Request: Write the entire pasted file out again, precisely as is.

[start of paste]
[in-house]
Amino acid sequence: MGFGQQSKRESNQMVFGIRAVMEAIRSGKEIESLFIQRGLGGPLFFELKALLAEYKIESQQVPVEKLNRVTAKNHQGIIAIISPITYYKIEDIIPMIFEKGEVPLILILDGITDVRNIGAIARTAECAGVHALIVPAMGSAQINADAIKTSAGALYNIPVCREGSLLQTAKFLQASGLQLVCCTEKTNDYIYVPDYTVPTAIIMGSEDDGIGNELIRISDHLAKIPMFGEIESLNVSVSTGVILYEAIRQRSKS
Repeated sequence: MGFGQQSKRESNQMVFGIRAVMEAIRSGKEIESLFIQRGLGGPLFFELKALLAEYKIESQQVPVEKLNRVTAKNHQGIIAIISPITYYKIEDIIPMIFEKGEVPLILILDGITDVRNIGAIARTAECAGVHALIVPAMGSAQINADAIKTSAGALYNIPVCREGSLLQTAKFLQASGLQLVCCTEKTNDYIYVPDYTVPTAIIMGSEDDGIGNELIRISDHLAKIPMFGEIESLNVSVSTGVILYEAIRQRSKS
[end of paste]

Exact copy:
[in-house]
Amino acid sequence: MGFGQQSKRESNQMVFGIRAVMEAIRSGKEIESLFIQRGLGGPLFFELKALLAEYKIESQQVPVEKLNRVTAKNHQGIIAIISPITYYKIEDIIPMIFEKGEVPLILILDGITDVRNIGAIARTAECAGVHALIVPAMGSAQINADAIKTSAGALYNIPVCREGSLLQTAKFLQASGLQLVCCTEKTNDYIYVPDYTVPTAIIMGSEDDGIGNELIRISDHLAKIPMFGEIESLNVSVSTGVILYEAIRQRSKS
Repeated sequence: MGFGQQSKRESNQMVFGIRAVMEAIRSGKEIESLFIQRGLGGPLFFELKALLAEYKIESQQVPVEKLNRVTAKNHQGIIAIISPITYYKIEDIIPMIFEKGEVPLILILDGITDVRNIGAIARTAECAGVHALIVPAMGSAQINADAIKTSAGALYNIPVCREGSLLQTAKFLQASGLQLVCCTEKTNDYIYVPDYTVPTAIIMGSEDDGIGNELIRISDHLAKIPMFGEIESLNVSVSTGVILYEAIRQRSKS